## Puppet Making, and Mathematics…

I’ve been taking a puppet making class, and I must admit, it’s been a lot of fun. Too much fun, in fact. I’ve been thinking about puppet making, watching puppet making videos, and scouring the web for inspiration and guidance.

To date, I’ve only completed one puppet (his name is Gerfil, and he may still acquire eyes), so I have a lot to learn, but it’s fascinating.

Gerfil is a pretty ordinary hand puppet, but has a shape which is more refined than many of the simple arts and crafts patterns you can see on line. But I got fascinated by the process of pattern making. Digging around, I discovered this nifty video.

I rather liked the spherical head, but thought that it was a little odd that he disassembled a baseball cap to generate the pattern. The mathematician in me thought that it must be possible to generate a similar pattern using, well, mathematics. I began by considering a couple of basic design criteria. The top of the head would be a hemisphere, divided into six identical gussets. I decided to settle on an eight inch diameter head, which means that the total circumference is about 25 1/8 inches around. Since all six gussets are identical, it makes the base of each triangular gusset a little over 4 inches across the base. I set the height to be the circumference divided by four, or a little over six inches. But then the question became how to draw the curve connecting the base to the apex of this triangle.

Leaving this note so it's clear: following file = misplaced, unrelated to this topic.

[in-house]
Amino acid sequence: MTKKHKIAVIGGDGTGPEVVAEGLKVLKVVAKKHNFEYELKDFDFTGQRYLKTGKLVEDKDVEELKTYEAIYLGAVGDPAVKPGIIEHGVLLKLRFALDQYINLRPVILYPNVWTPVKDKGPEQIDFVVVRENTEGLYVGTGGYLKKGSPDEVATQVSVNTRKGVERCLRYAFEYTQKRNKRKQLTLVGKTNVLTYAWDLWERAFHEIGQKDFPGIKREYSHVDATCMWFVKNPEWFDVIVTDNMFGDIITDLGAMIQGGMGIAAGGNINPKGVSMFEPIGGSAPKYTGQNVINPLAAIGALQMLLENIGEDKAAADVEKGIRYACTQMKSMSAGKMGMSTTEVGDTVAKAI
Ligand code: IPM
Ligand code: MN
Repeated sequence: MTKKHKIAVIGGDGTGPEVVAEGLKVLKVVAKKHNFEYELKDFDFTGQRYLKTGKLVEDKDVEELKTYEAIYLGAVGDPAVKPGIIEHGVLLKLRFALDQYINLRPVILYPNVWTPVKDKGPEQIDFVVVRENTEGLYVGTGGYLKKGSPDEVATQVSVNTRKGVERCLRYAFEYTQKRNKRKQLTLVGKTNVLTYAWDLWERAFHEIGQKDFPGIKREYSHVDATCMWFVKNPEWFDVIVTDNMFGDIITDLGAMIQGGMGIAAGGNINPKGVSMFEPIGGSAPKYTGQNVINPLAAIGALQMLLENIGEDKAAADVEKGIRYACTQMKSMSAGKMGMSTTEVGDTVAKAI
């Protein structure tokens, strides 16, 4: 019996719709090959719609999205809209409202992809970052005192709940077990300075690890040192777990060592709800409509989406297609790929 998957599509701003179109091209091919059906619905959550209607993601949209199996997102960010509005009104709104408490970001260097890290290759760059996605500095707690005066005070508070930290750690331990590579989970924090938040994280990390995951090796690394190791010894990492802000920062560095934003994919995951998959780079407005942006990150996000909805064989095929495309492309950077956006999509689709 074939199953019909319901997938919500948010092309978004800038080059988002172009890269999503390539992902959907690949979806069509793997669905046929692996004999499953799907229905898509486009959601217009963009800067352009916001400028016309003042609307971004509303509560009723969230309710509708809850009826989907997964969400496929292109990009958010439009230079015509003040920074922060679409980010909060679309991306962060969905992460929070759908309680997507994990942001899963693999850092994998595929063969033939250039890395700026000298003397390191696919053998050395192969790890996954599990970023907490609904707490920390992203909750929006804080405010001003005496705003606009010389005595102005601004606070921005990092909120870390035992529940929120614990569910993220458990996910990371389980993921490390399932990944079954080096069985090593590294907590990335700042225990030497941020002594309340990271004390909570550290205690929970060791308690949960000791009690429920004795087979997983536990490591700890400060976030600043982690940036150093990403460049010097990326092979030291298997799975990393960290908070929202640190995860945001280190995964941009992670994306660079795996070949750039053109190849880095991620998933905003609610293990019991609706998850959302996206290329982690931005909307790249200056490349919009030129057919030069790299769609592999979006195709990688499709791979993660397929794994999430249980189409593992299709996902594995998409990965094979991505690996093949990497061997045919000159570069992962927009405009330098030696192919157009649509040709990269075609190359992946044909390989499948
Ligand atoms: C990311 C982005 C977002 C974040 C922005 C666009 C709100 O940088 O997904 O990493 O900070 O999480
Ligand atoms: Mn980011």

I decided to test a few ideas, and then print them out on paper to see how well they worked. I suspect that the ideas I used to generate this pattern are simply not quite right, but they aren’t hugely off. The sides are defined by a simple quadratic bezier, set to establish the tangent at the base to be a right angle, and the apex of the triangle to have a sixty degree angle.

The result looked like:

Cutting them out, and taping them together resulted in this:

It’s not bad, but it’s not great either. I suspect that if it was rendered in foam, it would be a bit better, as the foam is both compressible and stretchable. I suspect that to really do the job right, I’d need to simulate that more directly, and use real optimization techniques. But I did this while watching the Oscars (I’ve got 11 right so far) which means I can’t concentrate enough to pull off harder math. I’ll think about it more and try again in the next few days.